Writer: Ed Curtis
Music: Chris Egan
Director: Karen Bruce
Reviewer: Katie Lee
The Strictly Come Dancing stars return in a follow up to their Midnight Tango tour with a new show capturing the golden age of Hollywood. This 1940’s romp through Vincent and Flavia’s favourite dances is housed in professional production with the romance of an LA film set.
Directed and co-choreographed by Karen Bruce, Dance ‘Til Dawn acts as a vehicle for the professional dancers to demonstrate their world class skills. Even to an amateur, Vincent and Flavia’s performance is crisp, elegant and stylish. The audience are ready to be impressed and are not disappointed, with regular applause and many standing when the curtain call arrives. With onstage singers and live music, the whole show has a cabaret feel. Smoky and sultry, with a strong film noir essence in design, the production oozes vitality and sex appeal.
The live band is essential and ever-present. After all, what is dancing without music? The performers all sing and dance to a high standard, with particular highlights in ‘Runaway Baby’ and ‘Moon River’, proving the cast’s versatility. Some of the song choices are hardly the most female-empowering, with the lyrics “I was on a shelf ’til a man came along” in ‘Stuff Like That There’, embodying a stark reminder of the era.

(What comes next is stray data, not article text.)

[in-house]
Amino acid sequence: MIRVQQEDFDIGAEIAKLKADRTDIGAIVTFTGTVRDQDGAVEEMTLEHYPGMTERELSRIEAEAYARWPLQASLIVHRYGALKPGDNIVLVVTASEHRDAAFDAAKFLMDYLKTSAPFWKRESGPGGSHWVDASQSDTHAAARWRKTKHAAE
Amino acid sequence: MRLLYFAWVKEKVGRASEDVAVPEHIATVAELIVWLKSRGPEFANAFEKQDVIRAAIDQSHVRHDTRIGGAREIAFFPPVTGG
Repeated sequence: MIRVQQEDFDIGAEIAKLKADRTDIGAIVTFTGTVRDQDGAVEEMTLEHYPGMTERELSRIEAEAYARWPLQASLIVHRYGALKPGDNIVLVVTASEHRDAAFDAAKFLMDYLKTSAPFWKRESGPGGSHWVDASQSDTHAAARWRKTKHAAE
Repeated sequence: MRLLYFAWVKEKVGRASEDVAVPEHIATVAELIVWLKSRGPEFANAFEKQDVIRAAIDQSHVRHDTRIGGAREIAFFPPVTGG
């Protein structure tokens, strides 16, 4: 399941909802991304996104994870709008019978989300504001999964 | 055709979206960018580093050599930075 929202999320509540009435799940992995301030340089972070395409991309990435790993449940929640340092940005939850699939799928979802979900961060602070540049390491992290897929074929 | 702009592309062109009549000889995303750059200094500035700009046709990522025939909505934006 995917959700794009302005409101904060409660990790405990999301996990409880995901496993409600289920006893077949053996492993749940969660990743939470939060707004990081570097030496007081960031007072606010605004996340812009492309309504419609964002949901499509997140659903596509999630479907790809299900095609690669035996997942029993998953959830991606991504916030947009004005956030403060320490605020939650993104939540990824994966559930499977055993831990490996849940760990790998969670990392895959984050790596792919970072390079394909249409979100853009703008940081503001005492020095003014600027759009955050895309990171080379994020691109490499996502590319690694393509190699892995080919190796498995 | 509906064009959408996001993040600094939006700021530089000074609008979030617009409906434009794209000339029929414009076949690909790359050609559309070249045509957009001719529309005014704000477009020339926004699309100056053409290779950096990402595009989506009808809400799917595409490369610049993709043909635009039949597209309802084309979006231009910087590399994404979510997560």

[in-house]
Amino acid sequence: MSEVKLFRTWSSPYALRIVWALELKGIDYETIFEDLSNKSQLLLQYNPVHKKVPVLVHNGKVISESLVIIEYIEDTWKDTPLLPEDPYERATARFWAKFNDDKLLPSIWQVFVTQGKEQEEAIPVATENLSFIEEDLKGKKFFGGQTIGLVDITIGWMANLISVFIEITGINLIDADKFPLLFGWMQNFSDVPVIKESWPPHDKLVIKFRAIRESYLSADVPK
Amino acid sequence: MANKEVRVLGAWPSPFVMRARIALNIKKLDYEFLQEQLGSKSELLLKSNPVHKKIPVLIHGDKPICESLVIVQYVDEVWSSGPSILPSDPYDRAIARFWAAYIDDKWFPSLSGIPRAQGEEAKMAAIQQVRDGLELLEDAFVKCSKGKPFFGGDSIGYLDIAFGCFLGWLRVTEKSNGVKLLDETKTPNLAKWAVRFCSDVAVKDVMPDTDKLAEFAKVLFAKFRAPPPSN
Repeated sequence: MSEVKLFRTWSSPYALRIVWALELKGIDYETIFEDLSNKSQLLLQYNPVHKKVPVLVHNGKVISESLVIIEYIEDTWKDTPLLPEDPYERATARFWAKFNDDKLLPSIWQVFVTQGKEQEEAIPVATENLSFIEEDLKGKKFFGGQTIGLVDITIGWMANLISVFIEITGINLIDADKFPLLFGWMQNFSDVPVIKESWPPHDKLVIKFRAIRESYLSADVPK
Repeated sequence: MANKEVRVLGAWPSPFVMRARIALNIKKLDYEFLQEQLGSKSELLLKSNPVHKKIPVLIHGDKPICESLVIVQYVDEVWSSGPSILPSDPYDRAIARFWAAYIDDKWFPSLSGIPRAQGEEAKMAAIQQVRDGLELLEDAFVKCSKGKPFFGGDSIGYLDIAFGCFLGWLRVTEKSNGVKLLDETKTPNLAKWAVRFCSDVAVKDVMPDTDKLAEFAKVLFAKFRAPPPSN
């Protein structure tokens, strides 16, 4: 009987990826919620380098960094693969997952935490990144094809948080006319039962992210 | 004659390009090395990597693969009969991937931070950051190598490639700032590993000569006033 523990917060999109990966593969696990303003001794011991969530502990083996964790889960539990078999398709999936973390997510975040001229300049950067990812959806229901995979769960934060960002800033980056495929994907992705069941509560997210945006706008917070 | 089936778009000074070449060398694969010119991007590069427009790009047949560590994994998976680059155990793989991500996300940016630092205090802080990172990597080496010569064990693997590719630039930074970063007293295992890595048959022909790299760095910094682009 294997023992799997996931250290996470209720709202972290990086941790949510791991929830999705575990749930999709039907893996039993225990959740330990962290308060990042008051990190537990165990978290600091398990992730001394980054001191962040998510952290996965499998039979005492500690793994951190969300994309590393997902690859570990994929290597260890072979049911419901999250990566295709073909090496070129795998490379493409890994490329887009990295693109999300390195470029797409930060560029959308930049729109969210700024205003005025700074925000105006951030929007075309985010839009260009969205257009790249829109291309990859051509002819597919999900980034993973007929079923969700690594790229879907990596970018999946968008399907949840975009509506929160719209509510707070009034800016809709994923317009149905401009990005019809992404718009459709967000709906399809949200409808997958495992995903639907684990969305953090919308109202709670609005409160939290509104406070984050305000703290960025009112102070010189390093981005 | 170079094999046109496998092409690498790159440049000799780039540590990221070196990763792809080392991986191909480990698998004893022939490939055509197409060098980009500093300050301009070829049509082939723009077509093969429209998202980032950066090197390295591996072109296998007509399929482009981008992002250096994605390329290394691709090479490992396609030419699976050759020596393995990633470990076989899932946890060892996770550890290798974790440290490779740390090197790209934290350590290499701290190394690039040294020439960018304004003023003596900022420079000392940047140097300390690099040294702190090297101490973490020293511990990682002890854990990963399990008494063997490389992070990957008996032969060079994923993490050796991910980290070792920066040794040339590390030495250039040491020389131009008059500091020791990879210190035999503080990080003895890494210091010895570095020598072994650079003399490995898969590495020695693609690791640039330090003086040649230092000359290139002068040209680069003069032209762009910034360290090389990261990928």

The plot is explained to the audience in a self-aware manner, with Teddy Kempner as the narrator, Tommy Dubrowski. This is amusing, as Kempner acknowledges sets being changed behind him and announces the running order in a convincingly dry fashion. The slapstick element wears thin at points, particularly in the case of repeated dialogue from Lana Clemenza, played by Abbie Osman. Some sequences are ridiculous, as is clearly the intention, with comedy sound effects arising from the pit and dancers leapfrogging in chase scenes. This jars slightly with the main focus of the piece, the dancing, and some changeovers from caricature to romance are overly quick.
With high waisted glamour for the women and wide leg suits for the men, Vicky Gill’s costumes are beautiful, functional and stylish. This production is West End standard, glossy and show-stopping. What it lacks in plot and character development is made up for in choreography, talent and entertainment. Every audience member knows what they are here for, and that is to watch the flawless pairing of Vincent and Flavia dance the night away. They will leave satisfied.
Runs until: 12th April